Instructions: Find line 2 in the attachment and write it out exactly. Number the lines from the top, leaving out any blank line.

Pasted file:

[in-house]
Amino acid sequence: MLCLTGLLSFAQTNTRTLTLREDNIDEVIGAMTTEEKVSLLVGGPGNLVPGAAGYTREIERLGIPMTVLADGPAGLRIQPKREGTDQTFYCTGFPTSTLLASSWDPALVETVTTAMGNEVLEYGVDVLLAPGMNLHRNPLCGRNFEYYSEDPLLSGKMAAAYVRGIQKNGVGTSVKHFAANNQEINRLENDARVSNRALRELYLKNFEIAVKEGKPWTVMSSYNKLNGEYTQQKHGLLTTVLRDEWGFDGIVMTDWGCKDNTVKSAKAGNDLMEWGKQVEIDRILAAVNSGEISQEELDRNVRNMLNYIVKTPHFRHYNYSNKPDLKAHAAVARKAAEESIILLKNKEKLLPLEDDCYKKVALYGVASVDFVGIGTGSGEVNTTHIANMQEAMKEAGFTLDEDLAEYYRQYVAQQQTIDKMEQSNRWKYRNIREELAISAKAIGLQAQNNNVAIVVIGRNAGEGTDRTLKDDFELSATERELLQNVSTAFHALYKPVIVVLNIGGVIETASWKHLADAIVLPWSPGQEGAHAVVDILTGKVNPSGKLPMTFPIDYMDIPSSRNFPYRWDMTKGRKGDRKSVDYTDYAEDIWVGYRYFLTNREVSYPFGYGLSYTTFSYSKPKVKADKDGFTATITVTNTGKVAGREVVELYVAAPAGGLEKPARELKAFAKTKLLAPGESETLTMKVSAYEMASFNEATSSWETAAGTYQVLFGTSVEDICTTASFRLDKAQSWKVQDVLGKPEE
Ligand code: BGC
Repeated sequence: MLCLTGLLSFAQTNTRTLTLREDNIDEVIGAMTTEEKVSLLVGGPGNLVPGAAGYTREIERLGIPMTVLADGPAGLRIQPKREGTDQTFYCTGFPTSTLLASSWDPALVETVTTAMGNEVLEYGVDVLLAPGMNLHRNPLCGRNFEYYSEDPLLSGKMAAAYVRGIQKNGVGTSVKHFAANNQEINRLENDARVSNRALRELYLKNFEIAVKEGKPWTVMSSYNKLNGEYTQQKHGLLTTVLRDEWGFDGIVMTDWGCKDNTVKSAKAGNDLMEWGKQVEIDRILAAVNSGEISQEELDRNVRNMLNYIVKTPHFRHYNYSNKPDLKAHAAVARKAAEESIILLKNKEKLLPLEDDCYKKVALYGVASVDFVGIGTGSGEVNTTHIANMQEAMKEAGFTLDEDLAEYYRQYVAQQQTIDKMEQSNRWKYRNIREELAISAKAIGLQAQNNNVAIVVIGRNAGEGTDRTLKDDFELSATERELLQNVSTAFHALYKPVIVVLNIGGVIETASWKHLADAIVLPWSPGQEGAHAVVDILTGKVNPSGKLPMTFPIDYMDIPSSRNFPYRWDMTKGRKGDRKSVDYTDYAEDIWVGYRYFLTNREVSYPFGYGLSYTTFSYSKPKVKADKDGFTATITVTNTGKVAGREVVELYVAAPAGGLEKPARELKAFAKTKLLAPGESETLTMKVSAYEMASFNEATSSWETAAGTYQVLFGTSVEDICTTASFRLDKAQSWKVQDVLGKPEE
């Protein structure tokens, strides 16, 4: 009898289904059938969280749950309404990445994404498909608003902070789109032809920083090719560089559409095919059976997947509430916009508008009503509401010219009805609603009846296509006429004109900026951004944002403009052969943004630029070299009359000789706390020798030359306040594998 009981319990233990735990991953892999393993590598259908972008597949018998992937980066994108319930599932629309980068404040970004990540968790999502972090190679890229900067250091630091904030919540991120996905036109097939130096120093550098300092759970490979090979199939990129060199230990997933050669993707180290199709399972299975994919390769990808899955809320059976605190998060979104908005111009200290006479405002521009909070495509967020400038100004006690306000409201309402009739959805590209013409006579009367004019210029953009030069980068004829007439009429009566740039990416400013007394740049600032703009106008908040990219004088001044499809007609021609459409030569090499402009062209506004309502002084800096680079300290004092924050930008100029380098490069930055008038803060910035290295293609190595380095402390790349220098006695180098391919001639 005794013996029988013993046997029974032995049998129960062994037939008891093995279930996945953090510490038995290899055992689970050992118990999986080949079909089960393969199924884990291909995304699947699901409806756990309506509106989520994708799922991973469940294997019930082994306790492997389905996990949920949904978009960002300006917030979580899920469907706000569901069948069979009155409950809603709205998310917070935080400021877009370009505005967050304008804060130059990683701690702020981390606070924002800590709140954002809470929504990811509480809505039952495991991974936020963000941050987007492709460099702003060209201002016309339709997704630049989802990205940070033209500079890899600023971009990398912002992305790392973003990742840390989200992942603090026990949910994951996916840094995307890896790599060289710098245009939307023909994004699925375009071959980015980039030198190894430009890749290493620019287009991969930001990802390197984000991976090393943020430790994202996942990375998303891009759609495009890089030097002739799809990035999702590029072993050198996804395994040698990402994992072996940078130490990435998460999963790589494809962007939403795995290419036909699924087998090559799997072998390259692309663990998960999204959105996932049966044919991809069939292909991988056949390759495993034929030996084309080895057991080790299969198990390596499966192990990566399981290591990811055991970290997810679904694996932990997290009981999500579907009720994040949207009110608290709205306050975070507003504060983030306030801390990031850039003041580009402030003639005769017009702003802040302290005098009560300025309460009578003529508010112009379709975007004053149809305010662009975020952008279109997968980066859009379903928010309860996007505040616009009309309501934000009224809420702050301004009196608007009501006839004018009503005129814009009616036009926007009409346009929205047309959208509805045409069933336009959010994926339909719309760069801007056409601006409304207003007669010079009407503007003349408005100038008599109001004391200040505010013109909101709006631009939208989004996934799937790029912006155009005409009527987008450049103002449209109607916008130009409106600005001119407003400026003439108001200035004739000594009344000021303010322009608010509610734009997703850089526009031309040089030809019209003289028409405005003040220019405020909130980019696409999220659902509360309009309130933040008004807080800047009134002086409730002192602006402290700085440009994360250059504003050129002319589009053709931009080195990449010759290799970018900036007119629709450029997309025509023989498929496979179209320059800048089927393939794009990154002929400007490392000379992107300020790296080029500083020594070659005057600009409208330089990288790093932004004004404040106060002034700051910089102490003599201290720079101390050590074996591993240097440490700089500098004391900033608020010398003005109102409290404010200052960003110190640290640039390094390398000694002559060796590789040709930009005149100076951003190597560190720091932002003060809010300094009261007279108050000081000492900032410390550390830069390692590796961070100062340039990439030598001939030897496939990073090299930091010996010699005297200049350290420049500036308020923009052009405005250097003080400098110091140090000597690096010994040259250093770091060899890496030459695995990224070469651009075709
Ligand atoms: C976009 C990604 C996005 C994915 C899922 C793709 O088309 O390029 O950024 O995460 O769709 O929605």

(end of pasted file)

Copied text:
Amino acid sequence: MLCLTGLLSFAQTNTRTLTLREDNIDEVIGAMTTEEKVSLLVGGPGNLVPGAAGYTREIERLGIPMTVLADGPAGLRIQPKREGTDQTFYCTGFPTSTLLASSWDPALVETVTTAMGNEVLEYGVDVLLAPGMNLHRNPLCGRNFEYYSEDPLLSGKMAAAYVRGIQKNGVGTSVKHFAANNQEINRLENDARVSNRALRELYLKNFEIAVKEGKPWTVMSSYNKLNGEYTQQKHGLLTTVLRDEWGFDGIVMTDWGCKDNTVKSAKAGNDLMEWGKQVEIDRILAAVNSGEISQEELDRNVRNMLNYIVKTPHFRHYNYSNKPDLKAHAAVARKAAEESIILLKNKEKLLPLEDDCYKKVALYGVASVDFVGIGTGSGEVNTTHIANMQEAMKEAGFTLDEDLAEYYRQYVAQQQTIDKMEQSNRWKYRNIREELAISAKAIGLQAQNNNVAIVVIGRNAGEGTDRTLKDDFELSATERELLQNVSTAFHALYKPVIVVLNIGGVIETASWKHLADAIVLPWSPGQEGAHAVVDILTGKVNPSGKLPMTFPIDYMDIPSSRNFPYRWDMTKGRKGDRKSVDYTDYAEDIWVGYRYFLTNREVSYPFGYGLSYTTFSYSKPKVKADKDGFTATITVTNTGKVAGREVVELYVAAPAGGLEKPARELKAFAKTKLLAPGESETLTMKVSAYEMASFNEATSSWETAAGTYQVLFGTSVEDICTTASFRLDKAQSWKVQDVLGKPEE